A Karnataka High Court Bench of Justice Krishna S Dixit has dismissed Twitter's plea against the Centre's blocking orders. The Bench has held that the blocking power of the government is not tweet-specific and that the government is not required to issue notices to individual account holders whose accounts are to be blocked.

In that context, the Court observed, "The restrictive interpretation that the ban is tweet specific may make the provision otiose. Considering the detailed procedure to be adopted before imposing a ban which inter-alia includes clear 48 hour notice, the very purpose of ban may be unfulfilled as the subject tweet would have spread like wild fire by then. A tweet specific ban may encourage the tweeter to get into ‘better luck next time’ approach. Instead, a ban that extends to account could serve a deterrent effect and thus subserve the objective of the Statute."

The Court also clarified that "The submission of petitioner’s counsel that Rule 8(1) of the Website Blocking Rules imposes a duty on the Designated Officer to make all reasonable efforts to identify the user of account, is only a half truth inasmuch as even there, the expression employed is ‘to identify the person or intermediary’. The disjunctive ‘or’ is used, giving an option to the authority to identify either the user of account or the intermediary. The word ‘both’ is conspicuously absent in the Rule. It is not as though the petitioner had furnished particulars of users of the accounts and even then the respondents chose not to notify them. Sections 69A(2) & 87 of the Act, amongst other, confer Rule making power on the Central Government; sub-section (3) of section 87 prescribes laying procedure. After being laid, the Parliament has not altered their text, particularly of Rules 8 & 9, to accord with petitioner’s argument. If Parliament intended that both the intermediary and the user of the account should be entailed with notice, it would have simply substituted the word ‘and’ for ‘or’, such a power apparently availing from the very text of section 87(3)."

Senior Counsel Aravind Datar and Senior Counsel Ashok Haranahalli, among others, appeared for the petitioner. ASGI Shankaranarayanan and CGSPC Kumar MN appeared for the respondents.

In this case, a writ petition was filed under Articles 226 and 227 of the Indian Constitution, praying to quash the blocking orders issued by the Government.

On hearing the parties, the Court indulged in a detailed examination of the relevant statutes and a catena of precedents.

Subsequently, the Court observed that Section 69A of the IT Act should not be interpreted restrictively or literally, and that the provision must be construed as empowering the Central Government to direct blocking of any information which may include an individual post/tweet/message or foreclosing of user accounts in their entirety, both of which are identified through a specific URL. In that context, it was further said that "The text, context & expanse of this provision give abundant scope for the argument that there is a lurking norm enacted to avert imminent harm to the societal interest at large. State need not await the arrival of an avalanche of mishaps; it can take all preventive measures, in anticipation of the danger, more particularly when undoing of the damage is difficult, regard being had to its enormity. To put it metaphorically, a surgeon does not wait till gangrene is developed. A stitch in time saves nine. The impugned action could be both preventive and curative".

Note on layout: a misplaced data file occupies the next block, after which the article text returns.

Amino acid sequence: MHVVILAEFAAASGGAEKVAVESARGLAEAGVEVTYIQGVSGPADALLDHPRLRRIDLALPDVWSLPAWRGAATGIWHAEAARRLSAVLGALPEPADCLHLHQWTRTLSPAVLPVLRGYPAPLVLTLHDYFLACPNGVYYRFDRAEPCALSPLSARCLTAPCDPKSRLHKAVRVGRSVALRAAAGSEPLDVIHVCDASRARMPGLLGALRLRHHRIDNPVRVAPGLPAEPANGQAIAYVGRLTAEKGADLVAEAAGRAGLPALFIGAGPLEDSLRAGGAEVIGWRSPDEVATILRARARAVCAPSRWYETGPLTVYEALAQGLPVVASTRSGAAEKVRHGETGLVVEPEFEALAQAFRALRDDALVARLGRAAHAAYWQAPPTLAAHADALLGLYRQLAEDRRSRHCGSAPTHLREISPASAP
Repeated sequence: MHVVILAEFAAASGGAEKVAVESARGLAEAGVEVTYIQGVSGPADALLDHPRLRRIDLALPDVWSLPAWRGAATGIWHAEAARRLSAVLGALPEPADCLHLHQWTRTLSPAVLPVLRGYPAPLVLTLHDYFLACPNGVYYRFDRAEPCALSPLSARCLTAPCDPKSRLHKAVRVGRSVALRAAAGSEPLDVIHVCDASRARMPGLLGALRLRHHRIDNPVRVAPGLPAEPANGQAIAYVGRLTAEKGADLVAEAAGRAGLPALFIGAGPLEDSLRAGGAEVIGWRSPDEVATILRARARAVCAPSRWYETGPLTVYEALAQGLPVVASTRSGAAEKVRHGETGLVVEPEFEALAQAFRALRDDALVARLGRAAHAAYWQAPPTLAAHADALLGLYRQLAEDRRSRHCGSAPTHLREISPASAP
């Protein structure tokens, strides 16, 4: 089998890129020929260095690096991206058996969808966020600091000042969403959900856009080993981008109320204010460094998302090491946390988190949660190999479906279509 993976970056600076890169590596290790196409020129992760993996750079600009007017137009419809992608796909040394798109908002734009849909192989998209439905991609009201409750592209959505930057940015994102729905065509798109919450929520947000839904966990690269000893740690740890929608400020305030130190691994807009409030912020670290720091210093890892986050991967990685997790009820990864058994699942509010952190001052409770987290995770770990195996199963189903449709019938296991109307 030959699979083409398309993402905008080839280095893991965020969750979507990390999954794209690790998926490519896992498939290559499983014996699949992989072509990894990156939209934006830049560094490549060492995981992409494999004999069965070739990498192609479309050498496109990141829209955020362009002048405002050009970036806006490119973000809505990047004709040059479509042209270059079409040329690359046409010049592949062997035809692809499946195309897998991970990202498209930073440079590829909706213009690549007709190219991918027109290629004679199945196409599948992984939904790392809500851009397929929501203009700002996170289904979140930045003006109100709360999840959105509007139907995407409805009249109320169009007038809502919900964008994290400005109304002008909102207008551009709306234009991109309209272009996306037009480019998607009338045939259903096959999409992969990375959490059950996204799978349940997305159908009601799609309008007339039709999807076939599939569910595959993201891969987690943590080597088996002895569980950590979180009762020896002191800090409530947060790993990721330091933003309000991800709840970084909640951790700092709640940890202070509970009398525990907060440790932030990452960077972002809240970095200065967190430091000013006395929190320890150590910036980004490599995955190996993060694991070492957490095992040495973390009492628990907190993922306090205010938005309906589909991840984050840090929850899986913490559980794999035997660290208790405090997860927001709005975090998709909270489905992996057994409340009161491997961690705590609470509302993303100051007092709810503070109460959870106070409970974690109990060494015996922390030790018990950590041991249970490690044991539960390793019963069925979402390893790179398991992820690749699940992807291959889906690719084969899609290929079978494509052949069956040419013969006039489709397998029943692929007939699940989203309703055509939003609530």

Further, the Court was convinced that the Blocking Orders were reasoned decisions and that they were founded on stronger footings of law, facts and evidentiary material. The Court noted that the objectionable content contained outrageous content. In that context, it was said that "many are treacherous & anti-national; many have abundant propensity to incite commission of cognizable offences relating to sovereignty & integrity of India, security of the State and public order. No reasonable person in the trade would agree with the contention of petitioner that, reasons for the impugned orders are lacking".

The Court also held that it was plausibly explained why no notice was issued to the users of the blocked accounts. The Court noted that the the objectionable contents posted by them were anti-India & seditious. Further, the Court said that "They had religious contents that were designed to incite violence and affect communal harmony in the country. A section of originators of the information comprised of terrorists, sedition seekers or their sympathisers, foreign adversaries who intend to discredit & destabilize India and jeopardize national security on communal lines."

Upholding the validity of the blocking orders, the Court observed that "Since Blocking Orders do have implications on the exercise of that right to whom it avails, the government may in its discretion hear the users of account. However, none of them has come forward to complain the infringement of their right. It is not that they are all downtrodden members of society or otherwise suffer from some handicap and therefore, they are disabled from working out the remedies on their own. Apparently, they are literate; presumably have more exposure to the outer world, as the very objectionable content of their posts would indicate. It is not that petitioner is espousing their cause, such espousal obviously not being legally sanctioned. It is also not that they have authorized the petitioner to launch this legal battle on their behalf".

Cause Title: X Corp. v. Union of India & Anr.

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